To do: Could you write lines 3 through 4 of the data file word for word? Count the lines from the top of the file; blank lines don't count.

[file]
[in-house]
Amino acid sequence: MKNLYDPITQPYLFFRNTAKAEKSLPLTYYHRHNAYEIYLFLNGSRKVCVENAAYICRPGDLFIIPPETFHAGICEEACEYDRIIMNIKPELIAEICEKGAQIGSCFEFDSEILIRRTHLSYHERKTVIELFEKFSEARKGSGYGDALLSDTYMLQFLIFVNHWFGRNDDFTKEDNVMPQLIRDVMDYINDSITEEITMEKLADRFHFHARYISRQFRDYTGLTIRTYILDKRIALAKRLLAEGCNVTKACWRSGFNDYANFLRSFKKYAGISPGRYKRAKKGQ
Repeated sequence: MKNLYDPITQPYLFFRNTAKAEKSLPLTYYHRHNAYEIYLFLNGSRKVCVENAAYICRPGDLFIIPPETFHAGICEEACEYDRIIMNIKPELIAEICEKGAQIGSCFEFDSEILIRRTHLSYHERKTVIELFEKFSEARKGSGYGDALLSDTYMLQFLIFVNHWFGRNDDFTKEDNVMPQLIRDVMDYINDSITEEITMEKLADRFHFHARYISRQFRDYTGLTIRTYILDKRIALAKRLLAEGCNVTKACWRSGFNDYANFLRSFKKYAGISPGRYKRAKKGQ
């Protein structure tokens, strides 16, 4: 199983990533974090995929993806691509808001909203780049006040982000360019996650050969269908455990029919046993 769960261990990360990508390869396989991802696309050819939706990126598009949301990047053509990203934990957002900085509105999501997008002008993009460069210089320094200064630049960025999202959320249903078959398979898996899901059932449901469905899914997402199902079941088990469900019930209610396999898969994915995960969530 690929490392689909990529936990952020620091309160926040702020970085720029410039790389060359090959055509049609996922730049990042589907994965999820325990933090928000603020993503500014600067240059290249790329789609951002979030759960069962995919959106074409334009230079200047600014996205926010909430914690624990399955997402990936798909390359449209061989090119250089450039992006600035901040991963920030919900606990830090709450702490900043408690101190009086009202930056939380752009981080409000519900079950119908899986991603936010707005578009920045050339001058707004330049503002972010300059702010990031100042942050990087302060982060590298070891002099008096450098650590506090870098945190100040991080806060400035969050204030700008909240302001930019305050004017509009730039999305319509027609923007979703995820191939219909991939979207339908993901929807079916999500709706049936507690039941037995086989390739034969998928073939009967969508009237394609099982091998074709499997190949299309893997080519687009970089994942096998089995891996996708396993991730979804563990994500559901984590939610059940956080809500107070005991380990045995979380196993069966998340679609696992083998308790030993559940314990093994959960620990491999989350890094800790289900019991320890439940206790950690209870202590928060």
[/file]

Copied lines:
Repeated sequence: MKNLYDPITQPYLFFRNTAKAEKSLPLTYYHRHNAYEIYLFLNGSRKVCVENAAYICRPGDLFIIPPETFHAGICEEACEYDRIIMNIKPELIAEICEKGAQIGSCFEFDSEILIRRTHLSYHERKTVIELFEKFSEARKGSGYGDALLSDTYMLQFLIFVNHWFGRNDDFTKEDNVMPQLIRDVMDYINDSITEEITMEKLADRFHFHARYISRQFRDYTGLTIRTYILDKRIALAKRLLAEGCNVTKACWRSGFNDYANFLRSFKKYAGISPGRYKRAKKGQ
């Protein structure tokens, strides 16, 4: 199983990533974090995929993806691509808001909203780049006040982000360019996650050969269908455990029919046993 769960261990990360990508390869396989991802696309050819939706990126598009949301990047053509990203934990957002900085509105999501997008002008993009460069210089320094200064630049960025999202959320249903078959398979898996899901059932449901469905899914997402199902079941088990469900019930209610396999898969994915995960969530 690929490392689909990529936990952020620091309160926040702020970085720029410039790389060359090959055509049609996922730049990042589907994965999820325990933090928000603020993503500014600067240059290249790329789609951002979030759960069962995919959106074409334009230079200047600014996205926010909430914690624990399955997402990936798909390359449209061989090119250089450039992006600035901040991963920030919900606990830090709450702490900043408690101190009086009202930056939380752009981080409000519900079950119908899986991603936010707005578009920045050339001058707004330049503002972010300059702010990031100042942050990087302060982060590298070891002099008096450098650590506090870098945190100040991080806060400035969050204030700008909240302001930019305050004017509009730039999305319509027609923007979703995820191939219909991939979207339908993901929807079916999500709706049936507690039941037995086989390739034969998928073939009967969508009237394609099982091998074709499997190949299309893997080519687009970089994942096998089995891996996708396993991730979804563990994500559901984590939610059940956080809500107070005991380990045995979380196993069966998340679609696992083998308790030993559940314990093994959960620990491999989350890094800790289900019991320890439940206790950690209870202590928060």